Backpacking from Accra to Cape Coast: The Architecture

Backpacking from Accra to Cape Coast: The Architecture

 

In Cape Coast, like most other places, the colonial architecture is as much a cultural symbol for a bygone era as it is a reservoir of wealth waiting to be tapped.

A quick early morning dawn visit to the beach to capture the sunrise had been completed in no more than half hour. The next half hour or so was spent strolling through the streets of Cape Coast near the castle and town centre. Historical cities and towns are often identified by their surviving architectural achievements and Cape coast was no exception. The style of design and method of construction of the structures I saw were unmistakably colonial British. These were well built structures that have stood the test of time especially given that they were still very much, in the main, in active use. I watched as folks came out of them, some with a tooth brush and a bowl of water in hand, to brush their teeth outside. Little kids were being bathed in the forecourts ready to be sent on their way to school.

One overriding thought kept coming to me though. Why weren’t there more tourists clamouring to see these buildings, some of which were centuries old. Why are Ghanaians not making such a big fuss of promoting these hidden gems in every tourist brochure going? Everywhere I travel to, the most valuable tourist attractions were always ones that revolved around aged and ancient physical structures.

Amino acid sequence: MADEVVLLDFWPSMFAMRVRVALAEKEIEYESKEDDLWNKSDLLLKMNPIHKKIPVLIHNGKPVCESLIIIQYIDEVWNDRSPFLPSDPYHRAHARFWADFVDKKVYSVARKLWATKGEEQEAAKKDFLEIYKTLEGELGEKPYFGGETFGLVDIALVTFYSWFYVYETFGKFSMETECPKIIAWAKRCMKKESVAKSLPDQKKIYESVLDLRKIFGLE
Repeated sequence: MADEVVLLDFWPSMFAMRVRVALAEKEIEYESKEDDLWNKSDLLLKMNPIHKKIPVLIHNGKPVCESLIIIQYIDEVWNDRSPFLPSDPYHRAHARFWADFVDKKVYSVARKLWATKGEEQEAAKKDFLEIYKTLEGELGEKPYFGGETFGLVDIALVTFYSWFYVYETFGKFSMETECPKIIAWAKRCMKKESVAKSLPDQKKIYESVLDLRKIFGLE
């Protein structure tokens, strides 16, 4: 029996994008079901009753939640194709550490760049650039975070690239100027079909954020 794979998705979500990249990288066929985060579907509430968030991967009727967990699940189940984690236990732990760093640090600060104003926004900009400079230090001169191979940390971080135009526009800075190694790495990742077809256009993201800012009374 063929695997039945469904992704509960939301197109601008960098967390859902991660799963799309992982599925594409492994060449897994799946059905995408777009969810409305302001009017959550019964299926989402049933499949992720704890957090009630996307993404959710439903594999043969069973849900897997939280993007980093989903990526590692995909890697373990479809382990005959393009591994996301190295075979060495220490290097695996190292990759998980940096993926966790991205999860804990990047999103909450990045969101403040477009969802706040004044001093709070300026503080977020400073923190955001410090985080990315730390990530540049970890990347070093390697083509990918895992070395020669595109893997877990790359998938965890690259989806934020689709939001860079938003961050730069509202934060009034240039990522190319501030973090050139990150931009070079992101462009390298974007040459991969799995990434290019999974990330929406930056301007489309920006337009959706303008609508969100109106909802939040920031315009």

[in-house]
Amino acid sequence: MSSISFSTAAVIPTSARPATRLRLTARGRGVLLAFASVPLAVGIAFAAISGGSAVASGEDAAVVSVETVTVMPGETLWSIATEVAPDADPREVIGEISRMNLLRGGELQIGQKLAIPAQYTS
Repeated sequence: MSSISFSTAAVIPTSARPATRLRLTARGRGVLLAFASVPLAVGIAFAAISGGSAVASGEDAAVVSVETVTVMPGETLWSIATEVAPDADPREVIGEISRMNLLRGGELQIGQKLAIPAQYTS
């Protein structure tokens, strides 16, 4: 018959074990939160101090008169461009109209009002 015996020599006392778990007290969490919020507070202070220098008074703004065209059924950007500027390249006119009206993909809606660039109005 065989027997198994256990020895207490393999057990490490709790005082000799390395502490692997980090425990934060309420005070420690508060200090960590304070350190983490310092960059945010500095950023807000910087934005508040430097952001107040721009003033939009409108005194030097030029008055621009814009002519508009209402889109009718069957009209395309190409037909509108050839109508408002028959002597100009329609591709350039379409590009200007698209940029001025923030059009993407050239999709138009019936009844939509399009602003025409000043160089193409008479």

In many African countries, colonial architecture reflected the constant engagement with European powers and unmistakably such architecture represent symbolically the political power of the ruling European elite at the time. Perhaps, I thought, resentment towards the colonialism and slave trading of the colonial ruling powers lay behind this nonchalant attitude towards showing off Cape Coast’s colonial architecture. Perhaps turning these buildings into listed and protected buildings could mean the forced re-housing of its current inhabitants – a policy that could prove too prohibitive to a country that had more pressing priorities.

I understood these pressures but, I also couldn’t help thinking that sooner or later when the voracious infrastructural development I had witnessed in Accra eventually hits other cities and towns like Cape Coast, these building will be torn down to make way for hyper modern ones. I have seen this happen to the old Accra suburb of Cantonments where wooden colonial buildings on stilts had been torn down to make way for swanky apartments and offices.

As I walked through Cape Coast city centre, it dawned on me that posterity could miss out on the architecture that speaks, more than any other physical entity, so forcefully about Ghana’s and Africa’s grapple with colonialism.

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